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CISA Urges Manufacturers to Eliminate Default Passwords After Recent ICS Attacks

CISA is advising device makers to stop relying on customers to change default passwords following attacks targeting water sector ICS.

The cybersecurity agency CISA is urging device manufacturers to stop relying on customers to change default passwords following a series of attacks targeting industrial control systems (ICS) in the water sector.

An alert released by CISA on Friday as part of its Secure by Design series recommends that manufacturers eliminate the risk associated with default passwords by implementing two principles: taking ownership of customer security outcomes, and building organizational structure and leadership to achieve such goals. 

“A core tenet of secure by design is that manufacturers create safe and secure default behavior in products provided to customers,” CISA said. “The use of widely known default passwords is unacceptable given the current threat environment. Studies by CISA show that the use of default credentials, such as passwords, is a top weakness that threat actors exploit to gain access to systems, including those within U.S. critical infrastructure.”

The agency has advised manufacturers — instead of setting a single default password — to provide passwords that only work during the setup process or for a limited amount of time, and to require physical access for the initial setup.

“Additionally, manufacturers should conduct field tests to understand (1) how their customers deploy products in their unique environments and (2) whether customers are deploying products in unsafe ways,” CISA said. “Analysis of these field tests will help bridge the gap between developer expectations and actual customer usage of the product. It will also help identify ways to build the product so customers will be most likely to securely use it—manufacturers should ensure that the easiest route is the secure one.”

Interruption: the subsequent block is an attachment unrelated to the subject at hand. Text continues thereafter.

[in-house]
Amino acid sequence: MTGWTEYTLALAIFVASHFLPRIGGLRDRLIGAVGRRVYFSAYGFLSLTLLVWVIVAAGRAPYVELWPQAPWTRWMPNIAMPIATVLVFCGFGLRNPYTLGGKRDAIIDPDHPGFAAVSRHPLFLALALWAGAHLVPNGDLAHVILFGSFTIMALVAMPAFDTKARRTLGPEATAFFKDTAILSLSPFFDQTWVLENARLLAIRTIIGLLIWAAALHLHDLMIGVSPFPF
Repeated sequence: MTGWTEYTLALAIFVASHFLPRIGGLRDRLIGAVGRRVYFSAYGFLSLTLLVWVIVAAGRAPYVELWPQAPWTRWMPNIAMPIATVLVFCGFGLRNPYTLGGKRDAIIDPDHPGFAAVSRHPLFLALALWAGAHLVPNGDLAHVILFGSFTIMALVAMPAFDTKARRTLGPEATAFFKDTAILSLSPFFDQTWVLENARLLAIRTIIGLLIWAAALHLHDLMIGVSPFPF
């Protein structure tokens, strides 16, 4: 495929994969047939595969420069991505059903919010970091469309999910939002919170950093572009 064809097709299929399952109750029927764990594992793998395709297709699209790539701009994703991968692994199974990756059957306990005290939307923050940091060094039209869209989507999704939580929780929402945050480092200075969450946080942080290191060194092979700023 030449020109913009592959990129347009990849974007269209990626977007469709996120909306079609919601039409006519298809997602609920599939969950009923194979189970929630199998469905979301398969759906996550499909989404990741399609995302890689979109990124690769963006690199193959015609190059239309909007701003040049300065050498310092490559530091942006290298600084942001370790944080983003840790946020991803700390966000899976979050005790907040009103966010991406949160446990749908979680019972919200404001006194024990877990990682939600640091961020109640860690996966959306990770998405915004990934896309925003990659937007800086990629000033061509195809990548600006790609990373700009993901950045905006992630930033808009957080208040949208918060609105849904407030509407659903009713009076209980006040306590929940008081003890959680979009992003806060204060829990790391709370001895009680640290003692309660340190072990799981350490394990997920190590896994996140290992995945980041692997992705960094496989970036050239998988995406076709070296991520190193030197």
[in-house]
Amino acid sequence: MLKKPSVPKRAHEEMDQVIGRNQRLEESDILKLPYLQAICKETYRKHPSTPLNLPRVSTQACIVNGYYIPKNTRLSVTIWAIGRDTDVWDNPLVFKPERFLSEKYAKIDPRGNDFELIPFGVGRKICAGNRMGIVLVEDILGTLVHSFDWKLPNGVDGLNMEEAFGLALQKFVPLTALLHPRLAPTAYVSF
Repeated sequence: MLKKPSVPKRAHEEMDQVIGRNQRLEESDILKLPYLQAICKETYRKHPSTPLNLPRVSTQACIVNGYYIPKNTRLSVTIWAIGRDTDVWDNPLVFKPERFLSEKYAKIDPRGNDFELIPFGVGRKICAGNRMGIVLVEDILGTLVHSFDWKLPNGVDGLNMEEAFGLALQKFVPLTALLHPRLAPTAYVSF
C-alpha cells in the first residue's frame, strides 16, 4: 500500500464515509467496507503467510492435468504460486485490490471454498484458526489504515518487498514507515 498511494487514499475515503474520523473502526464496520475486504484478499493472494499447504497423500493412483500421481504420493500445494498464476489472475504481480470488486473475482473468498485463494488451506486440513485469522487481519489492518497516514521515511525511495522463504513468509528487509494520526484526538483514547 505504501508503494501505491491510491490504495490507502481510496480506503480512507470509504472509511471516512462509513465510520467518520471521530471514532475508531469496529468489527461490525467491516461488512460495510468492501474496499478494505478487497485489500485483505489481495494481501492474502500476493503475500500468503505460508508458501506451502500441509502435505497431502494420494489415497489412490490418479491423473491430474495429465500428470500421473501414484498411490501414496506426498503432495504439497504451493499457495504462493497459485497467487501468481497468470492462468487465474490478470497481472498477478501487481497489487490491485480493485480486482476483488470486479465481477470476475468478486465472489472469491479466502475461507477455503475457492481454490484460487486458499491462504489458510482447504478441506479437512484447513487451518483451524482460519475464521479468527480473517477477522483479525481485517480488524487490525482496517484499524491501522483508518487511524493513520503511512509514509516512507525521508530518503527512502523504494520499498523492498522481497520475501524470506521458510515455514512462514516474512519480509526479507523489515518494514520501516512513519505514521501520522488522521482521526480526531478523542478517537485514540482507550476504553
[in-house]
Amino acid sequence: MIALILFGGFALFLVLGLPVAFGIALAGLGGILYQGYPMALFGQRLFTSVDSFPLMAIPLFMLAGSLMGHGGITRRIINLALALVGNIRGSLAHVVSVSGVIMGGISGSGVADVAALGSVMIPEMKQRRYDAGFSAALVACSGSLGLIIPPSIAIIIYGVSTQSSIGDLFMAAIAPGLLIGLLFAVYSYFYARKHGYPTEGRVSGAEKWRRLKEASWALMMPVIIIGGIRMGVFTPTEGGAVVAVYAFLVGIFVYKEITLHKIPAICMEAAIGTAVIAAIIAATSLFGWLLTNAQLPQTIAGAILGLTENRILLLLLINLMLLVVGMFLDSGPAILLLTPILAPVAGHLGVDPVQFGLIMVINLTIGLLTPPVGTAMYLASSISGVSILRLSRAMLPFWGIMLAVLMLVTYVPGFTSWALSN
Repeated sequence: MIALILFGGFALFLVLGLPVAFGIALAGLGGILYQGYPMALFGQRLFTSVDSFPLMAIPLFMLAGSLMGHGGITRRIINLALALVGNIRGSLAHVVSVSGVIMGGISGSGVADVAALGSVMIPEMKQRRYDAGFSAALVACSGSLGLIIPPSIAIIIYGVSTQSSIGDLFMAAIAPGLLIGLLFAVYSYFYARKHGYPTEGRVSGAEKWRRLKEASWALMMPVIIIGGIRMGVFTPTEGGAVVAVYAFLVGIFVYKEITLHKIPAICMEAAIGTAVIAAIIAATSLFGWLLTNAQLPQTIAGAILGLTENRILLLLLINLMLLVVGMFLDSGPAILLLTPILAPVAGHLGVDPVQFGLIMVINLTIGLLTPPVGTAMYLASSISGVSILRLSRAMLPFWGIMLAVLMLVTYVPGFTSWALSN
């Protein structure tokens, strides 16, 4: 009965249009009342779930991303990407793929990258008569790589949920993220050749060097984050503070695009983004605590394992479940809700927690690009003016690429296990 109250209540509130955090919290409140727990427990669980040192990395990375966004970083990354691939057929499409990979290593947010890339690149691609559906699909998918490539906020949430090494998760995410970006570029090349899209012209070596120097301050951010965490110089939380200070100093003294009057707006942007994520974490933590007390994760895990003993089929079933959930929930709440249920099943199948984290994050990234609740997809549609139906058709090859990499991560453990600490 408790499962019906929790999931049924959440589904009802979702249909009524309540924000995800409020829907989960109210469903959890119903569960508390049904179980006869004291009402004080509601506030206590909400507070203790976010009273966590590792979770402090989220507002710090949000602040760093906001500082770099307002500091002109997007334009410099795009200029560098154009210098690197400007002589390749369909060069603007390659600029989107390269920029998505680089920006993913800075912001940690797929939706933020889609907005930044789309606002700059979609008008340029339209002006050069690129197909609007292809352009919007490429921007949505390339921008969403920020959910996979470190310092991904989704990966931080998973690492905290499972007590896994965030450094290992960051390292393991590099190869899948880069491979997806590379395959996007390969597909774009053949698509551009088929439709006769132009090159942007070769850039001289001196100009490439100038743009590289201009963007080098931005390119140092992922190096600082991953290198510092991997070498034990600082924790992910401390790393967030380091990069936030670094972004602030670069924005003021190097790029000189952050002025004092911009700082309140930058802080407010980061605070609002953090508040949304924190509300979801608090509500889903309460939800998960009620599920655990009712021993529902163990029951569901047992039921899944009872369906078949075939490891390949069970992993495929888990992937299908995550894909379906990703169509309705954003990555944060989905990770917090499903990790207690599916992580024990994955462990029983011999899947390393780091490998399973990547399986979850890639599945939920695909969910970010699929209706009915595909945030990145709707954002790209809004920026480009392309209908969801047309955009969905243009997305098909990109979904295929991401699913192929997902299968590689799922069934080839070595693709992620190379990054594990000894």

Manufacturers can achieve these goals by ensuring that design and development teams create products with security and safety built in by default, and check whether the way customers use the product introduces any security risks. 

In addition, executives must also play a part in this, by ensuring that the security of products is improved based on how they are used by customers, and by providing incentives for creating secure products from the start of design and development.

The alert came roughly two weeks after hackers linked to the Iranian government hijacked ICS at the Municipal Water Authority of Aliquippa in Pennsylvania and water utilities in multiple other states around the US. 

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The threat actors targeted internet-exposed Unitronics Vision series programmable logic controllers (PLC) and it seems that they did not need any sophisticated exploits and instead relied on the fact that the devices were protected with a weak default password.

CISA recently assigned the CVE identifier CVE-2023-6448 to the Unitronics product vulnerability — specifically the use of default administrative passwords — and a CVSS score of 9.8. 

Related: Cyberattack on Irish Utility Cuts Off Water Supply for Two Days

Related: CISA Warns of Unitronics PLC Exploitation Following Water Utility Hack

Related: Congressmen Ask DOJ to Investigate Water Utility Hack, Warning It Could Happen Anywhere

Written By

Eduard Kovacs (@EduardKovacs) is a managing editor at SecurityWeek. He worked as a high school IT teacher for two years before starting a career in journalism as Softpedia’s security news reporter. Eduard holds a bachelor’s degree in industrial informatics and a master’s degree in computer techniques applied in electrical engineering.


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